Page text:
Park Slope Productions is an award-winning producer of original programming for the likes of OWN, TLC and MTV, and knows what it takes to create engaging television. The production house pores over hundreds of new programming ideas all the time. So when an associate producer came upon a family of nine living "off the grid" in the rugged Alaskan wilderness, the Park Slope team knew it had found something unique.
NRG's extensive and diverse group of clientele requires a high degree of technological organization, stability, security and efficiency. Bringing EVO on board allowed NRG to re-imagine their entire workflow from tracking to backup, all tied together seamlessly under one system.
Choosing the right solution to enhance their Avid based workflow and fit their budget was a task not taken lightly by ZigZag Post. The decision paid off as SNS EVO expanded their production capabilities right out of the box, allowing editors to focus on their creativity.
With its recent five Emmy Award wins and a record-setting 46 Telly Awards under its belt, the Rams Broadcasting Network (RBN) has a lot on its roster for the season. The production team at RBN, built in 2010, produces this award-winning content for the St Louis Rams Football team, including three television shows, web content for stlouisrams.com and all the in-game entertainment. When RBN needed a faster, more efficient workflow to better manage their growing production needs, they looked no further than their own backyard to St. Louis based Studio Network Solutions (SNS) and SNS EVO Shared Storage Server. Throughout the 20-week season, an enormous amount of footage is shot including each and every Rams game. Much of that footage is used for the production of RBN’s in-house television shows including the critically acclaimed Rams 360. The weekly documentary-style show recently won three Emmy awards including Best Show in Sports, Audio-Live or Post Production, Editor-Sports. “EVO has been essential to increasing our productivity,” Stated Chris Slepokura, Video Manager. “Rams 360 has a very intensive workflow and we are a small team, seven people. We are often working on separate features of each show at the same time. EVO fit our budget and gave us the extra storage space to ingest and pull from so our team can easily access our media assets simultaneously.”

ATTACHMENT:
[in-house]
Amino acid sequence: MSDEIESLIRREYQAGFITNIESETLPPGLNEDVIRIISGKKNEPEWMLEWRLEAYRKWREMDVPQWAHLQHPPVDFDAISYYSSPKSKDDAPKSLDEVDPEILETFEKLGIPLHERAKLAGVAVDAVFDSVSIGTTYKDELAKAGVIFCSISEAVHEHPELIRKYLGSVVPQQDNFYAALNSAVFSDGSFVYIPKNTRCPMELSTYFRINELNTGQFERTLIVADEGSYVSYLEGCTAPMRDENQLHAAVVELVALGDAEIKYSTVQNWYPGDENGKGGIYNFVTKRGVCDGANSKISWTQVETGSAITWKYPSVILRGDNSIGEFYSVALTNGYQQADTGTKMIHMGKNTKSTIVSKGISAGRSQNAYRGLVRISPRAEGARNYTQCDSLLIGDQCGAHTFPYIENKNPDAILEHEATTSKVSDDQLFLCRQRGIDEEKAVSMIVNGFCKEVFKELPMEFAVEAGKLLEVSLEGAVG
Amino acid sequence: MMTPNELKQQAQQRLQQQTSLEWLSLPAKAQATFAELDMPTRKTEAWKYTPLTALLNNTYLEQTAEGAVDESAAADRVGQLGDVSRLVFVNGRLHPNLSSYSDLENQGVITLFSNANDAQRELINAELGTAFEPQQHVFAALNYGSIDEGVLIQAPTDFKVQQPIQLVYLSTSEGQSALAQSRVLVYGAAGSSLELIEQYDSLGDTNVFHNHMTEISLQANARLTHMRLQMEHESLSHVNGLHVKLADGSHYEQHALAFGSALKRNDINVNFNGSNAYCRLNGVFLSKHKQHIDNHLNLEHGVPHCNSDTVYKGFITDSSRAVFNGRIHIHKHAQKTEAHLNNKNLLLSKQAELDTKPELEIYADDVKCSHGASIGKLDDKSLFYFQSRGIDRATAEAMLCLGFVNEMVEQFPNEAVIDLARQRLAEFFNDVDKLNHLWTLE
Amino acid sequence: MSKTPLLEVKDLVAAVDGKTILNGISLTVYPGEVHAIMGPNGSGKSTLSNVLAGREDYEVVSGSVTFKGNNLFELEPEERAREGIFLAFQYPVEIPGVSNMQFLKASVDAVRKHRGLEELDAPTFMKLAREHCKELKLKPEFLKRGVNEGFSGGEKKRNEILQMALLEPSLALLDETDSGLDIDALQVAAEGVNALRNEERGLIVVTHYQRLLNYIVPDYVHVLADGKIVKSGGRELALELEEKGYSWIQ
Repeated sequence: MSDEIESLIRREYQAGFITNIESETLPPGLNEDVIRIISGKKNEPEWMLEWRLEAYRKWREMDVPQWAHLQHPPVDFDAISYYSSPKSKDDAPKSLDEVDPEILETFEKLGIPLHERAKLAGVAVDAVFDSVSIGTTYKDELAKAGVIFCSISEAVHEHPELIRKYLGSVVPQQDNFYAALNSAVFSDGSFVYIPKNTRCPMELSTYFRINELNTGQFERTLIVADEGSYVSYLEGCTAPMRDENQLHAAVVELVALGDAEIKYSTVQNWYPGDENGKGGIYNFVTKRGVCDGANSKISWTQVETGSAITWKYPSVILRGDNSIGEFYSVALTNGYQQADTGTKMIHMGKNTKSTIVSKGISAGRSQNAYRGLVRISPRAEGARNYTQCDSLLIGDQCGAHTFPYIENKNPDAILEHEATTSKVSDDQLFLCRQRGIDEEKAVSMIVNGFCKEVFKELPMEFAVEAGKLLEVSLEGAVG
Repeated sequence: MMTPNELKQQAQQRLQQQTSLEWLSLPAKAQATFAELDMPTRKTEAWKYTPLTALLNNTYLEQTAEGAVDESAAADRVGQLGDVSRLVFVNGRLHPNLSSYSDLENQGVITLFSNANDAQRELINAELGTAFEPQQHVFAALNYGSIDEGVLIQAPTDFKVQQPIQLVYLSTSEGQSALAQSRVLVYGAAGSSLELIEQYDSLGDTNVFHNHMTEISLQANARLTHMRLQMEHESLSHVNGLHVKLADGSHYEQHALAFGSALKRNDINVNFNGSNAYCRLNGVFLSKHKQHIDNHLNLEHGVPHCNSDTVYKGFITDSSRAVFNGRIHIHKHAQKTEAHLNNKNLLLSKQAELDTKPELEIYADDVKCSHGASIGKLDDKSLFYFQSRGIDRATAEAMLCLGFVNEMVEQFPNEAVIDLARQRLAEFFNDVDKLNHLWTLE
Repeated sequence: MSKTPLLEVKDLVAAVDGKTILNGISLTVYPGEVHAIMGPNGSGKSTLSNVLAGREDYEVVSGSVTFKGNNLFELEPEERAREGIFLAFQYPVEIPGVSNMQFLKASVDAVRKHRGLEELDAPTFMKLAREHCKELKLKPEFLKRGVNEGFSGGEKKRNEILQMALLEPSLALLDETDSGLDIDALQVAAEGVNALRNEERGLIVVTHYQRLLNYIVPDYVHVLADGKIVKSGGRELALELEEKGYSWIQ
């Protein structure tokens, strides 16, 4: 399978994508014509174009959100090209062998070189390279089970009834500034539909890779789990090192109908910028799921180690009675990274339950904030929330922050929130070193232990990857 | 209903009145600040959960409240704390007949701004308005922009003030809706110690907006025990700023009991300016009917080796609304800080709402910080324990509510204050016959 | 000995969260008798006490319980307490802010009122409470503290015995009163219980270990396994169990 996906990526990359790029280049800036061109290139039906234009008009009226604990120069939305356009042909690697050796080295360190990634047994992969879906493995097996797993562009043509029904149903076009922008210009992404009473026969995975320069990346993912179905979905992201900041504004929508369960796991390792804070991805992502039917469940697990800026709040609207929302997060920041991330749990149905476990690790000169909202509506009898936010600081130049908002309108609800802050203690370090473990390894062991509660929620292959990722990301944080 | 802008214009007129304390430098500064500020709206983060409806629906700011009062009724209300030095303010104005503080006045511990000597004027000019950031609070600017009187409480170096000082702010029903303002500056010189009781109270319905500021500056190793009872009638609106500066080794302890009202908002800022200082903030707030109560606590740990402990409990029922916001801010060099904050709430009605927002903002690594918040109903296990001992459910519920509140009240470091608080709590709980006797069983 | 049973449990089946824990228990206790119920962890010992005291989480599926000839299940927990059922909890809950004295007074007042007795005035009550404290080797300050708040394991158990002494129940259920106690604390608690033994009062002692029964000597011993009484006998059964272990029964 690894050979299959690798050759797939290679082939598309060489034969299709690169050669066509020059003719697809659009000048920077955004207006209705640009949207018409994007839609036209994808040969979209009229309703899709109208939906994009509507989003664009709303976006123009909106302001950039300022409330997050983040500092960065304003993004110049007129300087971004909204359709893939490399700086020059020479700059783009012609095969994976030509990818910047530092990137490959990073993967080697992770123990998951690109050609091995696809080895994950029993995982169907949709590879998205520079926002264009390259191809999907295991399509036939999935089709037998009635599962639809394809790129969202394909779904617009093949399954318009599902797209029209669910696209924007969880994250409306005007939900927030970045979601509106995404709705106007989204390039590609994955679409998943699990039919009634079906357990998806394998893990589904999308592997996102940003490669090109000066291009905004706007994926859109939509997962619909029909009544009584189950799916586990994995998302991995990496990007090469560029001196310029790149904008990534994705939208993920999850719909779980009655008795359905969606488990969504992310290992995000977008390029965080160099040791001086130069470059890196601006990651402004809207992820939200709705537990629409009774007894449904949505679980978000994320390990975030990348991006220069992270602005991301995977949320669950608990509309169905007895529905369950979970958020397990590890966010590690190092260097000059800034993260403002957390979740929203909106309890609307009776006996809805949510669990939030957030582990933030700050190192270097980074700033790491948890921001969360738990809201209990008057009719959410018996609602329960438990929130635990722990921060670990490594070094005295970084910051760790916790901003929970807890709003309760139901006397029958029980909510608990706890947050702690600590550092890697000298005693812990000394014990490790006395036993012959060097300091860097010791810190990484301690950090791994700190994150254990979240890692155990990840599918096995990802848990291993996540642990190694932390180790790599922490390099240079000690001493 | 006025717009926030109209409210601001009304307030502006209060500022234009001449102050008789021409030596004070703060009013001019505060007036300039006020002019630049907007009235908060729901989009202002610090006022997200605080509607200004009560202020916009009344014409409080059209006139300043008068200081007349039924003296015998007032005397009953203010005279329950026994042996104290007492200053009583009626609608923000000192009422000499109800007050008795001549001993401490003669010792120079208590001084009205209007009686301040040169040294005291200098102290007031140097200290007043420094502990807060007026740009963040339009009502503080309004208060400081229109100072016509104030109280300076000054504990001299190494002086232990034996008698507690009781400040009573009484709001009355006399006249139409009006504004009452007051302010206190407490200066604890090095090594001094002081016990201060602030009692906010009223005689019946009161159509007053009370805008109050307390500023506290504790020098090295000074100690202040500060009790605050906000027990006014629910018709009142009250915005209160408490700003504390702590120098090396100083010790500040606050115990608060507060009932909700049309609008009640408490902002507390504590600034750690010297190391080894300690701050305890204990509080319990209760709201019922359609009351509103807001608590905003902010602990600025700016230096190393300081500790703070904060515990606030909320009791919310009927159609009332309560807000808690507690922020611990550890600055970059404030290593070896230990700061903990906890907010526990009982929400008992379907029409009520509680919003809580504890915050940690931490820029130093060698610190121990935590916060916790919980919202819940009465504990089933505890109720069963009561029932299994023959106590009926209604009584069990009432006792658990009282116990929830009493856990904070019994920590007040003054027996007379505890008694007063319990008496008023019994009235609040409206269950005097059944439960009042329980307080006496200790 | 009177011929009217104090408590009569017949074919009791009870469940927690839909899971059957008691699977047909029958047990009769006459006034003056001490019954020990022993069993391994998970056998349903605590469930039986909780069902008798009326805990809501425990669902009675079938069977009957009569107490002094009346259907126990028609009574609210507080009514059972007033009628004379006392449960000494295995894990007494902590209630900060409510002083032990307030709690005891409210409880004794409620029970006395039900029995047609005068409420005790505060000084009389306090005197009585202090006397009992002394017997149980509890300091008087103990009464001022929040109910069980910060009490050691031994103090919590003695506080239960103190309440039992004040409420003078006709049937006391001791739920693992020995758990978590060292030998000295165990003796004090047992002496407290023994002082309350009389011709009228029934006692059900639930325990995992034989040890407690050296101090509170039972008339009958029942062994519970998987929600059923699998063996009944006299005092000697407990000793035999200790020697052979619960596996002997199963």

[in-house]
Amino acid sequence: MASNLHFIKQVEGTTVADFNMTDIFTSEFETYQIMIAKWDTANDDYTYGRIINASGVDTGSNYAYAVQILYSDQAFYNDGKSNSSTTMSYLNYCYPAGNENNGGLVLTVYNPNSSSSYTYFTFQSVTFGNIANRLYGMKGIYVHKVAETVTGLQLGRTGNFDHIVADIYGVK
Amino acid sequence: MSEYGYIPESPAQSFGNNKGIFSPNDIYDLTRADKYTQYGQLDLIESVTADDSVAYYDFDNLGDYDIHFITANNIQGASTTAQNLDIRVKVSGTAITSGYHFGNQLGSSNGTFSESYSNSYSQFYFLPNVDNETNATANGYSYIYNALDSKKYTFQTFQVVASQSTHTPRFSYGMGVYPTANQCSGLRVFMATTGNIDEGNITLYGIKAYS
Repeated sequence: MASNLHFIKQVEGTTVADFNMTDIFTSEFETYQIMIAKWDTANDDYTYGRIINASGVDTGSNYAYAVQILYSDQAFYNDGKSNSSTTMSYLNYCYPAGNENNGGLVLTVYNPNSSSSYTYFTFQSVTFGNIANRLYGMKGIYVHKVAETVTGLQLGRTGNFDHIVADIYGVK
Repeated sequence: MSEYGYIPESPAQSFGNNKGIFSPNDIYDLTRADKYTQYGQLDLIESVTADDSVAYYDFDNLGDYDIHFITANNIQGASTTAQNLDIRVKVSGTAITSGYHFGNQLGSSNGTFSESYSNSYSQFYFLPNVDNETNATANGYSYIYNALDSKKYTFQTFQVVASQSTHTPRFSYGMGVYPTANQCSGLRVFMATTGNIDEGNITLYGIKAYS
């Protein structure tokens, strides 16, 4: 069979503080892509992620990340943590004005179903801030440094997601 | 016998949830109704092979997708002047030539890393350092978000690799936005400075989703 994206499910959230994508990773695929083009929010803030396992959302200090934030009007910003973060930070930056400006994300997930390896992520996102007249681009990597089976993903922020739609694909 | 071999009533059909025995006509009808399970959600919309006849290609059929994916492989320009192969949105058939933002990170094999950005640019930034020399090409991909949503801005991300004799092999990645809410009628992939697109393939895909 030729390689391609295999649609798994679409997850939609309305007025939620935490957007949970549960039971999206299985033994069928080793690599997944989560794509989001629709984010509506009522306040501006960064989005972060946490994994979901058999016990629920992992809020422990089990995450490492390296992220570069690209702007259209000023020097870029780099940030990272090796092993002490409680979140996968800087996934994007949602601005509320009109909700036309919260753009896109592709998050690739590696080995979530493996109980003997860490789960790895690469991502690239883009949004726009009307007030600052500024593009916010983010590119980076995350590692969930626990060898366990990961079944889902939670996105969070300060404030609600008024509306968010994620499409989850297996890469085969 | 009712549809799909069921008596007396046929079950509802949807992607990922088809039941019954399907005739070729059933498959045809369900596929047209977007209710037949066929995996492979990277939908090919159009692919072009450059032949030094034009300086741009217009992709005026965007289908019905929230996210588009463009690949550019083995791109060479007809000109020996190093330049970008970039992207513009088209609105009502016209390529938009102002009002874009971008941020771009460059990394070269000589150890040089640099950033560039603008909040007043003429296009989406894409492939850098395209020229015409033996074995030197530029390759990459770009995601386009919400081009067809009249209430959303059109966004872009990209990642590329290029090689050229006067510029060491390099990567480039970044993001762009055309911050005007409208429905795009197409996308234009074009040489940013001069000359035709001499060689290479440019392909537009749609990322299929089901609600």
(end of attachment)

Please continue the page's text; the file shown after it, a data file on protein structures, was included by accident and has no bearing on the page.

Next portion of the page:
Specialized Bicycle Components Enlists EVO Shared Storage Server to Enable Collaborative Workflow All Roads Lead to Awesome, the tagline for the Specialized Road bike collection, could easily be referring to the video content produced for its website. Specialized Bicycle Components, Inc., more commonly known simply as Specialized, is the global leader in designing and manufacturing high performing bicycles, cycling components and apparel. Click on any page of Specialized’s website, www.specialized.com, and you’ll find loads of information, stories, resources and rich media content brilliantly representing the Specialized brand which signifies both advanced technology as well as a strong and growing community made up of world-class cycling champions and enthusiasts. Amazingly, a small team of in-house production professionals produces all of this content, which consists of upward of 200 videos per year and loads of images. Their biggest challenge is how to manage and store all of these growing assets. When they needed a solution to better streamline their production workflow, Specialized turned to SNS EVO shared storage server. “Though we produce an enormous amount of high-quality content, it’s not a traditional production house,” stated Aaron Vogel, Video Specialist, Specialized. “I started as a one man band under our Web department working off direct connect hard drives to a Mac tower. It was fine when it was only myself but as we’ve expanded our production team, the need for sharing capabilities has become much more necessary.” Specialized workflow had one major business problem, organization. The workflow consisted of three Mac workstations running entirely Apple FCPX and direct-connect storage. To solve the organizational problem they brought in CatDV for media asset management. Then they needed an additional SAN solution to share and organize assets outside of CatDV. But it quickly became apparent that the SAN solution they chose created a new problem, incompatibility. The SAN system would not work with Apple OS X shortcut files that FCPX used to reference media.